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Thread: How to manage WMNF

  1. #16
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    For anyone who wants to keep up with the latest developments on Franconia Ridge, the excellent and comprehensive email newsletter put out by the West End Trail Tenders is where it's at. A sample:

    https://us3.campaign-archive.com/?u=...&id=3b42d55957

    And for those on Facepage:

    https://www.facebook.com/wettrails/

  2. #17
    Moderator bikehikeskifish's Avatar
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    I suspect the fundamental differences stem from National Forest (Department of Agriculture) and National Park (Department of Interior) designations and their corresponding management policies.

    Tim
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  3. #18
    Senior Member hikerbrian's Avatar
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    Quote Originally Posted by TCD View Post
    Tenaya Peak in Yosemite.
    One of my favorite ever slab climbs. We looked out at Tenaya from every angle (except the top) on this trip. Beautiful, beautiful country.

    I think Yosemite was not the first park to try the advanced reservation and quota system. But I suspect it has worked well at Glacier and a few other spots that are extremely congested, and the powers that be simply made it so at Yosemite. I don't think a similar path can work in WMNF, though Peakbagger and others would know better than me. My sense is, in spite of the bare bones nature of the WMNF management, it's near impossible to reach a consensus and implement any changes of significance. The system in Yosemite took considerable resources, commitment, and electronic infrastructure. That sort of capital just does not exist in NH, even if it would be revenue-neutral or positive in the end.

    But it is possible to do more harm than good, as you know. I'm always hesitant to suggest additional management for precisely that reason. I am able to avoid the worst-impacted areas and still have great experiences in the Whites. I really, really don't want a 'knock' from a ranger late at night while I'm camping in the Great Gulf in the shoulder seasons.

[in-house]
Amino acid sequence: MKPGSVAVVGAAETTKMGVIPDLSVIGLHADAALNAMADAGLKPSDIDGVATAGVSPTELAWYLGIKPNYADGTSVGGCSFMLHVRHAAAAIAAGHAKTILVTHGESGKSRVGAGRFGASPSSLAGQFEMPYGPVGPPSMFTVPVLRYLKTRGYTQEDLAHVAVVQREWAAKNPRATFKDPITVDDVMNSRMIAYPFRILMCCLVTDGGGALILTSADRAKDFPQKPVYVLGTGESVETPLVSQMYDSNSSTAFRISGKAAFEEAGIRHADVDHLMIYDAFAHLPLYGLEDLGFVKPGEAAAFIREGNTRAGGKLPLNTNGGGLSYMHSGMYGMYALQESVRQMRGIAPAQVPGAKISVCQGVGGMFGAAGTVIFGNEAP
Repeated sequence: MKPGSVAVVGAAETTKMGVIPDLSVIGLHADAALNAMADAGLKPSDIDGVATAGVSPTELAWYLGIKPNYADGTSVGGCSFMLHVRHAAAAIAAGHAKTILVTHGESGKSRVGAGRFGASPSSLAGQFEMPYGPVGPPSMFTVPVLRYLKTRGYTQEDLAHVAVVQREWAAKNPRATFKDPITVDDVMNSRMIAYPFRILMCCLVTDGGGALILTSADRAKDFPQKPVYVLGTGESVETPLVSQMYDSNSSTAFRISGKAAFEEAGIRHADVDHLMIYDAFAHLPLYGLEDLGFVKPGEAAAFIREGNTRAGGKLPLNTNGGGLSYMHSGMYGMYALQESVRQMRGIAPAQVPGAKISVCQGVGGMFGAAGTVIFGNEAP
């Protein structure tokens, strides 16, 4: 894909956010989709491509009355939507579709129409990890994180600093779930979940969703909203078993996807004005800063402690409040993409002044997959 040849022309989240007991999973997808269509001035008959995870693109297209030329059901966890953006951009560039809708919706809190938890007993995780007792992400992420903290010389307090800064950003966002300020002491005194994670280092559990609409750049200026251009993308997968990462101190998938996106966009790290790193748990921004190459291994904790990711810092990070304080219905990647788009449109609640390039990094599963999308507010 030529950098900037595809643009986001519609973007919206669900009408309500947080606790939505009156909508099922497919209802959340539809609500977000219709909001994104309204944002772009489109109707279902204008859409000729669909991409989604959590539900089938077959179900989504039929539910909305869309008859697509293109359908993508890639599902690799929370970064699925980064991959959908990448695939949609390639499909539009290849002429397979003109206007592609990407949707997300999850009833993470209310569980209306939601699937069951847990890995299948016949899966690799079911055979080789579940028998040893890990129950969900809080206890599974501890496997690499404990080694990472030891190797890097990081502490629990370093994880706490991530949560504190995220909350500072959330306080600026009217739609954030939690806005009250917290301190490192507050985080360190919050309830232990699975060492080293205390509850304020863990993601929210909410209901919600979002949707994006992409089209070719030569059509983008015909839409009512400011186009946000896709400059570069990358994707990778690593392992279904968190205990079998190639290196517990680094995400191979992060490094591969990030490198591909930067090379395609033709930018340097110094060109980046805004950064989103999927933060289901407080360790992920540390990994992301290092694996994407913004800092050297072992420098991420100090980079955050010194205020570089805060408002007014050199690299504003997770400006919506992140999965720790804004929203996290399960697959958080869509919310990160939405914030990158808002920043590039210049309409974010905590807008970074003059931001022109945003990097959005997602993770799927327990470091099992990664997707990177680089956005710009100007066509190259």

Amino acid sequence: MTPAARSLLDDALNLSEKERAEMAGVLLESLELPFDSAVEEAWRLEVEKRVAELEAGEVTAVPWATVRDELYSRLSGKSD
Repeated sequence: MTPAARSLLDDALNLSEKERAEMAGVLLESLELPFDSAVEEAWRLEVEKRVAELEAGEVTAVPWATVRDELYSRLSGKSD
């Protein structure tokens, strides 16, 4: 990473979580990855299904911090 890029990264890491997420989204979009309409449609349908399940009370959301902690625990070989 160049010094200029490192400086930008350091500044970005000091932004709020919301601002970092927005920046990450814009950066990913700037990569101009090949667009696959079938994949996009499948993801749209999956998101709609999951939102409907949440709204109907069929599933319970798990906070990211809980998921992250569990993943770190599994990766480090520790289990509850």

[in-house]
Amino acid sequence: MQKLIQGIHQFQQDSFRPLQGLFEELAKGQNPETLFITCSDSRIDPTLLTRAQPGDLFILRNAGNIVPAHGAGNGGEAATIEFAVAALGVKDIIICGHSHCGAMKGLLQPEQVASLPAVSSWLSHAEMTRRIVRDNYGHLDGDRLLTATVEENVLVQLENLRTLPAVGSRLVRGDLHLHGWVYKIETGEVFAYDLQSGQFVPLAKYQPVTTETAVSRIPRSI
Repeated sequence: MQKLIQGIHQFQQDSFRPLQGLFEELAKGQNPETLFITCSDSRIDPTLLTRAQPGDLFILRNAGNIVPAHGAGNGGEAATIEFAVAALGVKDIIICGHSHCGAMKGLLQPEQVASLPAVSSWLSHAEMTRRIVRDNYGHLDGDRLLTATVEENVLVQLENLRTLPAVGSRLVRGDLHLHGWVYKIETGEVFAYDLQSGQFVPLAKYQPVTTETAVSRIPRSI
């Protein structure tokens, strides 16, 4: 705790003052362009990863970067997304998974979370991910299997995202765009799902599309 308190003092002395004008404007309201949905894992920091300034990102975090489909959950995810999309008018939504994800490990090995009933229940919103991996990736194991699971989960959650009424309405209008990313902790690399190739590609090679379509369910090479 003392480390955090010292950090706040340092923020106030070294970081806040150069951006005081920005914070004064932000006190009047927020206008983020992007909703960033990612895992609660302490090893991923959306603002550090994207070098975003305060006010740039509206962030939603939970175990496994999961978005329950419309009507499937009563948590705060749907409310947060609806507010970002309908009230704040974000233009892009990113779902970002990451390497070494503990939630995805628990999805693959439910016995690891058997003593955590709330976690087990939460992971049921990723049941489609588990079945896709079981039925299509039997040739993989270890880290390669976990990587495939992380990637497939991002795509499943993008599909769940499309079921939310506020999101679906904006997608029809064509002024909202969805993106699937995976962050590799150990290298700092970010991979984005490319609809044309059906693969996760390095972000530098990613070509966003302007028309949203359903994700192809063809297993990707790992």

Sure. Why not.

  4. #19
    Senior Member skiguy's Avatar
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    Quote Originally Posted by hikerbrian View Post
    One of my favorite ever slab climbs. We looked out at Tenaya from every angle (except the top) on this trip. Beautiful, beautiful country.

    I think Yosemite was not the first park to try the advanced reservation and quota system. But I suspect it has worked well at Glacier and a few other spots that are extremely congested, and the powers that be simply made it so at Yosemite. I don't think a similar path can work in WMNF, though Peakbagger and others would know better than me. My sense is, in spite of the bare bones nature of the WMNF management, it's near impossible to reach a consensus and implement any changes of significance. The system in Yosemite took considerable resources, commitment, and electronic infrastructure. That sort of capital just does not exist in NH, even if it would be revenue-neutral or positive in the end.

    But it is possible to do more harm than good, as you know. I'm always hesitant to suggest additional management for precisely that reason. I am able to avoid the worst-impacted areas and still have great experiences in the Whites. I really, really don't want a 'knock' from a ranger late at night while I'm camping in the Great Gulf in the shoulder seasons.
    Some sort of reservation system for campgrounds has existed whether consistently or not I’m not sure dating at least back into the 80’s. On my first climbing trip to Yosemite around that time I remember acquiring tickets for campground space in SanFran through Ticketron. No doubt a novel but yet functional experience at the time.
    "I'm getting up and going to work everyday and I am stoked. That does not suck!"__Shane McConkey